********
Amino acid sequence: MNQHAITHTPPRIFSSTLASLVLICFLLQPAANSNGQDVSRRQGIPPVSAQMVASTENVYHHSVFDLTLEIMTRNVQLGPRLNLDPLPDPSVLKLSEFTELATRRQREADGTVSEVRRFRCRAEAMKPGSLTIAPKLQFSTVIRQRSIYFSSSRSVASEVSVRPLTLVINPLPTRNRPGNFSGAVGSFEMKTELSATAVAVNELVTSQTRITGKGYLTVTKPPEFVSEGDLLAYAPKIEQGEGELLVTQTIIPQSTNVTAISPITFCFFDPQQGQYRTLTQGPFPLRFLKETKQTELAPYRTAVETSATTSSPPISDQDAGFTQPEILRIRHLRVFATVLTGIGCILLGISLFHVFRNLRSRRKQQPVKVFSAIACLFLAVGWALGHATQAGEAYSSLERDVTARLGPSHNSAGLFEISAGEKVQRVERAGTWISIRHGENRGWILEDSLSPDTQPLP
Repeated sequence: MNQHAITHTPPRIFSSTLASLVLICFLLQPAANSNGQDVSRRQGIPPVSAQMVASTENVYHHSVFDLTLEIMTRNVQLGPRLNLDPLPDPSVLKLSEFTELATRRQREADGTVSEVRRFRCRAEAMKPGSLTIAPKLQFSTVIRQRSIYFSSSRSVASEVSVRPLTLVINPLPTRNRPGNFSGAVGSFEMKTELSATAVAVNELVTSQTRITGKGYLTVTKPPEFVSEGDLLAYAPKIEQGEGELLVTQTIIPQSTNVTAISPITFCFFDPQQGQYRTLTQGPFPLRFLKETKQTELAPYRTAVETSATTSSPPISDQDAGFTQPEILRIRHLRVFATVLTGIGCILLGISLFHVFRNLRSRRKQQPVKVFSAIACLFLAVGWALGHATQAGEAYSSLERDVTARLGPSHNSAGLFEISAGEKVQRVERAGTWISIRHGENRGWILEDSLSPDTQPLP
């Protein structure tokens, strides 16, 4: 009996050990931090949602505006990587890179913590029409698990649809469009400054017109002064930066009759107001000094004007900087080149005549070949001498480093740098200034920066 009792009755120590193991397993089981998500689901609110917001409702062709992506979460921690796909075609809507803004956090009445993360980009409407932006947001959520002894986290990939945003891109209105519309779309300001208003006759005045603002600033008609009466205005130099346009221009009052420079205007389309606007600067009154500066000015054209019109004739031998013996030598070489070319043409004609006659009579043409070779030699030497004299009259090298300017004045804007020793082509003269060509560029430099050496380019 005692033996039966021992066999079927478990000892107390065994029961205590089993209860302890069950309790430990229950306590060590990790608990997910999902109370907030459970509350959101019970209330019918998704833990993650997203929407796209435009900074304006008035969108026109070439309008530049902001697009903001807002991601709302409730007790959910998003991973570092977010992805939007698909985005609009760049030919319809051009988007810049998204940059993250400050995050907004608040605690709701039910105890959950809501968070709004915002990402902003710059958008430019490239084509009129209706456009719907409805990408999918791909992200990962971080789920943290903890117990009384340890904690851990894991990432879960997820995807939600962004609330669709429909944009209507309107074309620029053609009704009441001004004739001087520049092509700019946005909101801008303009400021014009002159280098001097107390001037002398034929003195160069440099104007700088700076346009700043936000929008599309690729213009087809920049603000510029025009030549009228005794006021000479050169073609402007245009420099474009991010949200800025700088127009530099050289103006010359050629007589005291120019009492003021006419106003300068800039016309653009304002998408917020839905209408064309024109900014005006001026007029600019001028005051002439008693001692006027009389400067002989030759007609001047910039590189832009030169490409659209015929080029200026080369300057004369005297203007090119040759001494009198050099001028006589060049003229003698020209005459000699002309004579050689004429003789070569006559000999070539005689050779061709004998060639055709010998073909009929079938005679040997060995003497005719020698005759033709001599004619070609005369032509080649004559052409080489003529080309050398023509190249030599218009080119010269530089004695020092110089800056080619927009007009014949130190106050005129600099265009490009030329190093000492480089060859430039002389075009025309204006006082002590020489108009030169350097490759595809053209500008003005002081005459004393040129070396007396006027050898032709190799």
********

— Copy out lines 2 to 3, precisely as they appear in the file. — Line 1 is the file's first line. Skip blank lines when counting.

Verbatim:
Repeated sequence: MNQHAITHTPPRIFSSTLASLVLICFLLQPAANSNGQDVSRRQGIPPVSAQMVASTENVYHHSVFDLTLEIMTRNVQLGPRLNLDPLPDPSVLKLSEFTELATRRQREADGTVSEVRRFRCRAEAMKPGSLTIAPKLQFSTVIRQRSIYFSSSRSVASEVSVRPLTLVINPLPTRNRPGNFSGAVGSFEMKTELSATAVAVNELVTSQTRITGKGYLTVTKPPEFVSEGDLLAYAPKIEQGEGELLVTQTIIPQSTNVTAISPITFCFFDPQQGQYRTLTQGPFPLRFLKETKQTELAPYRTAVETSATTSSPPISDQDAGFTQPEILRIRHLRVFATVLTGIGCILLGISLFHVFRNLRSRRKQQPVKVFSAIACLFLAVGWALGHATQAGEAYSSLERDVTARLGPSHNSAGLFEISAGEKVQRVERAGTWISIRHGENRGWILEDSLSPDTQPLP
């Protein structure tokens, strides 16, 4: 009996050990931090949602505006990587890179913590029409698990649809469009400054017109002064930066009759107001000094004007900087080149005549070949001498480093740098200034920066 009792009755120590193991397993089981998500689901609110917001409702062709992506979460921690796909075609809507803004956090009445993360980009409407932006947001959520002894986290990939945003891109209105519309779309300001208003006759005045603002600033008609009466205005130099346009221009009052420079205007389309606007600067009154500066000015054209019109004739031998013996030598070489070319043409004609006659009579043409070779030699030497004299009259090298300017004045804007020793082509003269060509560029430099050496380019 005692033996039966021992066999079927478990000892107390065994029961205590089993209860302890069950309790430990229950306590060590990790608990997910999902109370907030459970509350959101019970209330019918998704833990993650997203929407796209435009900074304006008035969108026109070439309008530049902001697009903001807002991601709302409730007790959910998003991973570092977010992805939007698909985005609009760049030919319809051009988007810049998204940059993250400050995050907004608040605690709701039910105890959950809501968070709004915002990402902003710059958008430019490239084509009129209706456009719907409805990408999918791909992200990962971080789920943290903890117990009384340890904690851990894991990432879960997820995807939600962004609330669709429909944009209507309107074309620029053609009704009441001004004739001087520049092509700019946005909101801008303009400021014009002159280098001097107390001037002398034929003195160069440099104007700088700076346009700043936000929008599309690729213009087809920049603000510029025009030549009228005794006021000479050169073609402007245009420099474009991010949200800025700088127009530099050289103006010359050629007589005291120019009492003021006419106003300068800039016309653009304002998408917020839905209408064309024109900014005006001026007029600019001028005051002439008693001692006027009389400067002989030759007609001047910039590189832009030169490409659209015929080029200026080369300057004369005297203007090119040759001494009198050099001028006589060049003229003698020209005459000699002309004579050689004429003789070569006559000999070539005689050779061709004998060639055709010998073909009929079938005679040997060995003497005719020698005759033709001599004619070609005369032509080649004559052409080489003529080309050398023509190249030599218009080119010269530089004695020092110089800056080619927009007009014949130190106050005129600099265009490009030329190093000492480089060859430039002389075009025309204006006082002590020489108009030169350097490759595809053209500008003005002081005459004393040129070396007396006027050898032709190799």